Nowadays there are a number of opportunities to take package tours to many exciting and remote areas. You may try a tour organized by one of the travel operators who concentrate on ‘special interest’ tours, particularly those concerned with wildlife. You are usually accompanied by an expert who will help you get over all sorts of identification problems. They are often good value for money. Alternatively, you can take an ordinary package tour to some exotic place which provides the flight and hotel, and while you are there you can hire a car or use the local bus service to go out and search for birds.
You may well prefer to strike out on your own completely and here John Gooders’ book Where to Watch Birds in Britain and Europe becomes useful. However, in covering the whole of Europe, Gooders has not been able to describe the interesting areas in such detail as his book on British sites, Where to Watch Birds. Another useful book is A Guide to Birdwatching in Europe edited by J. Ferguson-Lees, Q. Hockliffe and K. Zweeres. Both, in their different ways, help you to start your search and from that point you can study such maps as you can obtain for the area concerned, picking out likely spots, for example, bays along peaceful coastlines, mountains, lakes, bogs and forests. Stanfords of Long Acre, London, as well as being the main agents for the Ordnance Survey, carry an enormous range of foreign maps. If you have access to a good ornithological library you might find some books or articles on the area you intend to visit.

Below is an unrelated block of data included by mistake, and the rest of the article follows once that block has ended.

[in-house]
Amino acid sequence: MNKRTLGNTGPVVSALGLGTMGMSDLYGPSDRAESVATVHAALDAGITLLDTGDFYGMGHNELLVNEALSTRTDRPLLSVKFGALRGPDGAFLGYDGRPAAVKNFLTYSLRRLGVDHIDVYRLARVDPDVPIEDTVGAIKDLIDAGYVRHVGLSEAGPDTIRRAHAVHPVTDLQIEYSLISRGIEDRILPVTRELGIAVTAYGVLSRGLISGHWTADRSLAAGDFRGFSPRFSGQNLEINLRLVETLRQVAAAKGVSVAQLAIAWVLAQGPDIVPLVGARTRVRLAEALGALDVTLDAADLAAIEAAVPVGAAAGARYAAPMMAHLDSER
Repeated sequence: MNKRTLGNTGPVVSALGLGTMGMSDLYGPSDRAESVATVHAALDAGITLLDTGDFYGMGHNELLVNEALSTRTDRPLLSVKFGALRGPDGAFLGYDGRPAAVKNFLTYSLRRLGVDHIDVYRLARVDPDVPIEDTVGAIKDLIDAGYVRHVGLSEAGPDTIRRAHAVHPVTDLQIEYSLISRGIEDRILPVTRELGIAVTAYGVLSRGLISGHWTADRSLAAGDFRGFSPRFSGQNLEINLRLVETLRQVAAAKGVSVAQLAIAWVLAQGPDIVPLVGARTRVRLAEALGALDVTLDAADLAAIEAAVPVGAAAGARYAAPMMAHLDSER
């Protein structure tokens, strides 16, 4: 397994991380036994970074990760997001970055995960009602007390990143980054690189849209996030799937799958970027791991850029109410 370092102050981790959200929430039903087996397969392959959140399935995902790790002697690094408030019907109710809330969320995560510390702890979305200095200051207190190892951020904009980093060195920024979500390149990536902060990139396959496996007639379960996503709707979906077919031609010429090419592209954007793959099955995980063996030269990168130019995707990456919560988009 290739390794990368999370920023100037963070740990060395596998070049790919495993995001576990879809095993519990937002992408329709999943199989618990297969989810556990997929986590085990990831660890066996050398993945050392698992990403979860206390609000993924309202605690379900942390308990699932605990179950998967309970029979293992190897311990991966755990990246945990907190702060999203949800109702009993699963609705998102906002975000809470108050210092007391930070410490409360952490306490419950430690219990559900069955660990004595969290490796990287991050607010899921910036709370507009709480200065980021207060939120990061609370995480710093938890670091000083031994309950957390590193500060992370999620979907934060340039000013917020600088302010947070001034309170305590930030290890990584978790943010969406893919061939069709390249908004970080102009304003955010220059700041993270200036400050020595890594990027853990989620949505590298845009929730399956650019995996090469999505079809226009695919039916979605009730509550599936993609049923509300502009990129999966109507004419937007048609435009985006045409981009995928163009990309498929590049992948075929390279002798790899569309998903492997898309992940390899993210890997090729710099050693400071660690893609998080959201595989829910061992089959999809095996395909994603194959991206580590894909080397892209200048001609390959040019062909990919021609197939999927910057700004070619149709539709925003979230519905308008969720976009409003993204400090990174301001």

If you happen to know someone who has visited the area or lives there, then this is an obvious source of information. Secretaries of local birdwatching societies and conservation bodies overseas usually only have voluntary staff and it is really unfair to expect them to have time to act as travel agents. The RSPB does have local representatives in a number of countries who have volunteered to give information to other members.
A final word on human behaviour. It surprises me how often a Briton abroad thinks that he is freed from all standards of good behaviour and that he can do what he likes and disregards the fact that in other countries, as in Britain, land is privately owned. Sometimes, too, he forgets the first part of the birdwatchers’ code, that the welfare of the bird must be his first concern.